Teachers can register with Osmo to set up multiple player accounts on a device, download more word lists or create their own, and connect with other educators through the forums to share lesson plans and ideas. Several lesson plans are available on the website, from CVC word patterns to geography. Teachers can have students work alone to review a specific word list or set kids up in small groups to work together to review a word list. For an extension, students could create their own word lists, choosing words, finding images to represent them, and creating a game for their classmates to play.Continue reading Show less
Osmo Words is a letter-recognition app that accompanies a hands-on gaming system from Osmo. The system can be purchased by component, starting at $29 per piece or as a kit, with a variety of options starting at $99. It comes with a base and a reflector attachment that clips over the iPad's camera. The base fits any iPad, only requiring a slightly different configuration for the iPad Air and Mini, and another base is available for the iPhone. The device will have to be removed from its cover, so teachers may want to help younger kids with the setup. Osmo Words also includes two sets of alphabet cards, one in red and one in blue, with uppercase letters on one side and lowercase on the other. The camera reflector allows the device to see what kids are doing with the letters.
Students play alone, competitively, or cooperatively, finding the missing letters for the word displayed in a picture. Choose from several themes of words, download other word packs for free by connecting to the Osmo website, or create your own word packs. Difficulty adjusts based on performance but can be manually adjusted for 12 levels ranging from easy (short words missing only one letter) to very hard (10-letter words with no letters to start). Each round lasts until a player reaches 100 points.
Osmo Words turns your tablet into an old-school wordplay board game. But here, the digital element ramps up fun and expands learning; the range of difficulty means every student can be challenged, and the variety of word packs -- and the option to add your own -- makes it really versatile. Library offerings range from sight words to U.S. presidents to 8th-grade geometry. What's more, Osmo's merging of digital and physical play does a great job of fostering social, collaborative learning. Gameplay might not necessarily boost literacy skills, but there's a lot of potential for kids to learn through playing with peers or with parents.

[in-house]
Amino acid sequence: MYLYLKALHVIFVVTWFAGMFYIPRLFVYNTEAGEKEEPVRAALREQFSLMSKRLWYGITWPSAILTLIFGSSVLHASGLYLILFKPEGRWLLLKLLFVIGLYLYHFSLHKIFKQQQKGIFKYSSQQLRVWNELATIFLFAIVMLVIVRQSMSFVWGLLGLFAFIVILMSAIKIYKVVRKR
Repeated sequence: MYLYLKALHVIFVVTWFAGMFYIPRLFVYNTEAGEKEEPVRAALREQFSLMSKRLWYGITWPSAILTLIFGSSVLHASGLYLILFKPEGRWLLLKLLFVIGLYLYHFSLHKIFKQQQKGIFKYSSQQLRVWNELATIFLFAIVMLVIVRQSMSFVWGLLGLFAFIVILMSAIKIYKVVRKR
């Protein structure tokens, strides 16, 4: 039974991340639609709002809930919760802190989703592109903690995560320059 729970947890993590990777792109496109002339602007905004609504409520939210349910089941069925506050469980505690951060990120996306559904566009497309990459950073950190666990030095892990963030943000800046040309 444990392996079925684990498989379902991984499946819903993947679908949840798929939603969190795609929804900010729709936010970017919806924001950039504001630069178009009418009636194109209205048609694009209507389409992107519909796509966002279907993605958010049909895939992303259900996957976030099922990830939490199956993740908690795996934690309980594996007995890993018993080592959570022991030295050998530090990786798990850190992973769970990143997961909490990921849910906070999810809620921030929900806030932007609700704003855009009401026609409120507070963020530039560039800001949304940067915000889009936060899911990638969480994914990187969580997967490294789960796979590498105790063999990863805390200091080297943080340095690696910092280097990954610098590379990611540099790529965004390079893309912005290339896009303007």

Hints can be enabled in the settings, which will fill in a letter automatically after a minute with no activity, or they can be turned off. The images are striking, high-quality, real-world photos. Keep in mind that competitors have to play at the same challenge level because they aren't taking turns. They'll both see the same word at the same time and race to see who can fill in the missing letters the fastest.
Key Standards Supported
Use conventional spelling for words with common spelling patterns and for frequently occurring irregular words.
Generalize learned spelling patterns when writing words (e.g., cage → badge; boy → boil).
Use conventional spelling for high-frequency and other studied words and for adding suffixes to base words (e.g., sitting, smiled, cries, happiness).
Use spelling patterns and generalizations (e.g., word families, position-based spellings, syllable patterns, ending rules, meaningful word parts) in writing words.
Spell grade-appropriate words correctly, consulting references as needed.
Use context (e.g., definitions, examples, or restatements in text) as a clue to the meaning of a word or phrase.
Use context (e.g., cause/effect relationships and comparisons in text) as a clue to the meaning of a word or phrase.
Use context (e.g., the overall meaning of a sentence or paragraph; a word's position or function in a sentence) as a clue to the meaning of a word or phrase.